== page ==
Linked by kloty on Tue 6th Apr 2010 21:22 UTC
Editorial A few years ago I wrote on OSNews several articles (1,2) about workstations. After three years I had to stop, because there were no workstations left on the market, they became legacy and were not sold any more. Now with the rise of mobile devices with touchscreen and wireless network connectivity virtually everywhere, the question becomes valid, what will happen with the desktop computers, are they still needed, or will they follow the workstations on their way to computer museums?
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Comment by ssa2204
by ssa2204 on Tue 6th Apr 2010 22:43 UTC
ssa2204
Member since:
2006-04-22

Sure the PC will be dead, the day they figure out how to:
1.) Connect your little toy device to a screen that is actually readable
2.) Provide the storage capacity to rival what a desktop could theoretically have.
3.) Provide processing power to rival that of a desktop
4.) Of course provide a means of input, and now the little on screen keyboards just do not cut it.

Get the point? No, the desktop will be with us for years to come. Of course innovation and advancement will occur. When the future cell phone has a 5Ghz quad core CPU, while impressive, let's not forget that the what the desktop will have!

Edited 2010-04-06 22:43 UTC

Reply Score: 6

Cromat Member since:
2009-12-15

I am a developer, I will never give up my desktop with 3 monitors, working on a laptop with at most one extra monitor is not enough anymore!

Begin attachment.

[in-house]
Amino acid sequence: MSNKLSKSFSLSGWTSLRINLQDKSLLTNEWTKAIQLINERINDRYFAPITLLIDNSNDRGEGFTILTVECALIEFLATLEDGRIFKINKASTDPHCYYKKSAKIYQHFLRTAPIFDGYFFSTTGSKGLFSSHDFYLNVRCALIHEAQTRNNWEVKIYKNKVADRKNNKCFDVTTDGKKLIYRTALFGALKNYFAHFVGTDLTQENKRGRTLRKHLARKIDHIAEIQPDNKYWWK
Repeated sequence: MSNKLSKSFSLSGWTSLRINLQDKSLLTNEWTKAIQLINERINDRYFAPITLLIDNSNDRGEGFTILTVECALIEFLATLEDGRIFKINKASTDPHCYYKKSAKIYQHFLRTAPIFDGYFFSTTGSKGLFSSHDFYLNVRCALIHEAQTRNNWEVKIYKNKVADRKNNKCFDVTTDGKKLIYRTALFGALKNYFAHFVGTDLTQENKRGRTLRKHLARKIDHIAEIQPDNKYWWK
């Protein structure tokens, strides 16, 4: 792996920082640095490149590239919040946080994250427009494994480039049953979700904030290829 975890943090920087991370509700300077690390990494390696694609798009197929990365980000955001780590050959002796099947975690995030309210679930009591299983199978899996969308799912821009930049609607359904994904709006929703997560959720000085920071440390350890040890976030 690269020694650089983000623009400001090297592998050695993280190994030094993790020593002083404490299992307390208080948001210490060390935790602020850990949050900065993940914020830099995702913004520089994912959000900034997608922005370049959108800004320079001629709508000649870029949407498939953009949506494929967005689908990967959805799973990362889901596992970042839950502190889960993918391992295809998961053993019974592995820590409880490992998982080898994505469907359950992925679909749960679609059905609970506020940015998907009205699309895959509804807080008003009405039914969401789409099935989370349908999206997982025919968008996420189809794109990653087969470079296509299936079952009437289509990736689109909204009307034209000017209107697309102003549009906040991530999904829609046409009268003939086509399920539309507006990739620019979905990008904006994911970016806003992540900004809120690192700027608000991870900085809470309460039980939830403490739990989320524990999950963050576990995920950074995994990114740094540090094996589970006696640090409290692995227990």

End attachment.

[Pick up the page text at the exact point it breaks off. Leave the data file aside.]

Further more I don't buy into this corporate bs that we need devices like the iPad or iPhone, these apps are only for entertaining, do people like to accomplish anything anymore, or are we so consumed with shiny entertainment devices that we forget how these devices and the software are created....On real workstations.

Reply Parent Score: 2

cerbie Member since:
2006-01-02

No, sales charts say that people are buying more mobile devices. We're buying mobile devices that can somewhat compete with the desktop PCs because we don't have them already. Meanwhile, most people who have uses for desktops got them. Broadband getting more common is getting people to buy desktop PCs who haven't before, but not at any great rate. The desktop is pretty much at saturation level.

I don't know anyone who has a notebook replacing their desktop, and statistics haven't shown that to be wrong. Fitting with the statistics, I know tons of people who have been getting notebooks and smartphones, in addition to their desktop computers, or in lieu of them for specific cases (like going to college and living in a dorm, where space is a premium).

The desktop will die, and be fully replaced by other things, but we are still a good ways away from it.

Reply Parent Score: 2

RE: Comment by ssa2204
by Bill Shooter of Bul on Wed 7th Apr 2010 08:07 in reply to "Comment by ssa2204"
Bill Shooter of Bul Member since:
2006-07-14

Sure the PC will be dead, the day they figure out how to:
1.) Connect your little toy device to a screen that is actually readable


HDMI Port

2.) Provide the storage capacity to rival what a desktop could theoretically have.

How much space do you need? Most people's music collection fits on a 30 gig ipod. ID estimate that they'd need close to 150 gb for movie collection. So once they hit 200 gb of storage, it will be close.

3.) Provide processing power to rival that of a desktop

For what? A desktop of what era? today's? Yesterday's ? tomorrow's? Its a moving target describing what? People want to do things other than add integers and floating points. That's what matters. The nexus is more powerful than the computer I had four years ago.

4.) Of course provide a means of input, and now the little on screen keyboards just do not cut it.